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Written Asthma Actions Plans Versus No Written Instructions In Specialty Care

Information source: Columbia University
ClinicalTrials.gov processed this data on August 23, 2015
Link to the current ClinicalTrials.gov record.

Condition(s) targeted: Asthma

Intervention: Written Asthma Action Plan (Behavioral)

Phase: N/A

Status: Completed

Sponsored by: Columbia University

Official(s) and/or principal investigator(s):
David Evans, PhD, Principal Investigator, Affiliation: Columbia University


The overall goal of this randomized, controlled study is to compare a model written treatment plan with the usual care that is provided by a group of adult and pediatric pulmonologists and allergists in their practice settings. The written treatment plan is a form that allows a treatment regimen that is consistent with National Heart, Lung, and Blood Institute (NHLBI) guidelines to be conveyed to patients. Barriers to the use of written plans will be identified to better understand why some patients and physicians use written treatment plans more frequently and effectively than others. An additional goal is to assess how patients from different racial/ethnic backgrounds utilize treatments plans. Because asthma disproportionately affects African American and Latino patients, another goal of this study is to better understand if there are fundamental differences in the way patients from racial/ethnic minority groups self-manage asthma in comparison to their white counterparts. The study will also try to determine if differences exist in the way physicians care for minority patients. If there are differences, it is important to determine if the disparities can be overcome with the use of a written treatment plan form.

Clinical Details

Official title: The Efficacy of Written Treatment Plans in Asthma

Study design: Allocation: Randomized, Endpoint Classification: Efficacy Study, Intervention Model: Parallel Assignment, Masking: Open Label, Primary Purpose: Treatment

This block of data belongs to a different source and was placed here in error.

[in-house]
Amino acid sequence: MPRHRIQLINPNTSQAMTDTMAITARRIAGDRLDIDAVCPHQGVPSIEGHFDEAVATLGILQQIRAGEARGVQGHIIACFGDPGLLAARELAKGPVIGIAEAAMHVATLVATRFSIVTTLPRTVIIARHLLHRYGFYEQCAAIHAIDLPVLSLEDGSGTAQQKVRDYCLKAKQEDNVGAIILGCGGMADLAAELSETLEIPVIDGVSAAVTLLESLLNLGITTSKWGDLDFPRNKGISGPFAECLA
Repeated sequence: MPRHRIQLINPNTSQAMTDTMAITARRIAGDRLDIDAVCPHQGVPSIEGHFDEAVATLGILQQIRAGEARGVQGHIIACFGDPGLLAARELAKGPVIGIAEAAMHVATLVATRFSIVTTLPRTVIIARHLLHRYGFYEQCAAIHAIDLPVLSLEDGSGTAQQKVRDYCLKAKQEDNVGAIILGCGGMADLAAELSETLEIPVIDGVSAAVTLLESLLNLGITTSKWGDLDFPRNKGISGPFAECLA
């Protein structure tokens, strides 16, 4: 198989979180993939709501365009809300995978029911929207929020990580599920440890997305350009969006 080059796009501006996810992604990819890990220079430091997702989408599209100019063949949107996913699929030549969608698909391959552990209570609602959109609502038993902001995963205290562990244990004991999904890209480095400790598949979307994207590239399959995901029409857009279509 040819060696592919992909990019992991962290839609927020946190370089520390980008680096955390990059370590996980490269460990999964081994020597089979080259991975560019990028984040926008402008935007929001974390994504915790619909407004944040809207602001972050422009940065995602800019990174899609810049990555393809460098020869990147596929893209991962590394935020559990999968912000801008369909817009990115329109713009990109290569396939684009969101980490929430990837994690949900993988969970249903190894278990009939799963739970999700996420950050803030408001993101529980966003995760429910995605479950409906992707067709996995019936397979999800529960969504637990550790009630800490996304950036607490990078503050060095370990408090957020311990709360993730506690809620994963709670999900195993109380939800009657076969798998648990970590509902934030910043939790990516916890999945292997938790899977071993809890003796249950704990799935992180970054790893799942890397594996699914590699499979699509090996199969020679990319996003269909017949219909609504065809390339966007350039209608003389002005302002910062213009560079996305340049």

Primary outcome:

Reduction in asthma symptom frequency

Reduction in urgent, unscheduled, and emergency visits for asthma

Improved quality of life

Secondary outcome:

Hospitalizations due to asthma

Days with activity restriction

Proportion of participants in the intervention group who are given the written asthma action plan form during the initial visit

Proportion of patients in the intervention group who have the model treatment plan at the end of the follow-up period

Detailed description: BACKGROUND: Effective self-management of asthma requires that patients, or their caregivers, recognize the early symptoms of an exacerbation and initiate appropriate interventions aimed at preventing the progression of symptoms. Most asthma clinical guidelines suggest that the incorporation of a written self-management plan is essential. Patients must possess, understand, and follow a written plan if they are to respond appropriately to changes in asthma status. Nevertheless, there are no controlled studies examining the efficacy of the written plan itself. Furthermore, even if written plans are an essential and effective component of successful self-management, the data suggest that few patients receive these plans. If patients and physicians are to increase their use of written plans, the barriers to the use of these plans need further investigation. DESIGN NARRATIVE: The three primary outcome measures of this study are as follows: 1) reduction in asthma symptom frequency; 2) reduction in urgent, unscheduled, and emergency visits for asthma; and 3) improved quality of life. These outcomes will be measured over a 12-month period. The following four secondary outcome measures will also be examined: 1) hospitalizations due to asthma; 2) days with activity restriction; 3) the proportion of patients in the intervention group who are given the model written plan form during the initial visit; and 4) the proportion of patients in the intervention group who have the model treatment plan at the end of the follow-up period. These outcomes will be measured over a 12-month period.


Minimum age: 5 Years. Maximum age: 80 Years. Gender(s): Both.


Inclusion Criteria:

- This study will enroll parents of children (ages 5-17 years) with asthma and adult

patients with asthma (ages 18-80 years) who receive care at one of 4 New York Ciry medical centers (New York Presbyterian Hospital-Columbia campus, New York Presbyterian Hospital-Cornell campus, Harlem Hospital Center, and Jacobi Medical Center)

- Diagnosis of persistent asthma (as defined by NHLBI guidelines)

- All participants are new patients to the practice

- Had never been seen by a specialist physician for asthma care

- Had never received a written asthma action plan

Exclusion Criteria:

- Co-morbidity with conditions that affect lung function (e. g, congenital or acquired

heart disease, neuromuscular disease, sickle cell disease, or chronic lung disease [bronchopulmonary dysplasia, emphysema, or cystic fibrosis])

Locations and Contacts

Columbia University, New York, New York 10032, United States
Additional Information

Starting date: September 2006
Last updated: January 16, 2014

Page last updated: August 23, 2015

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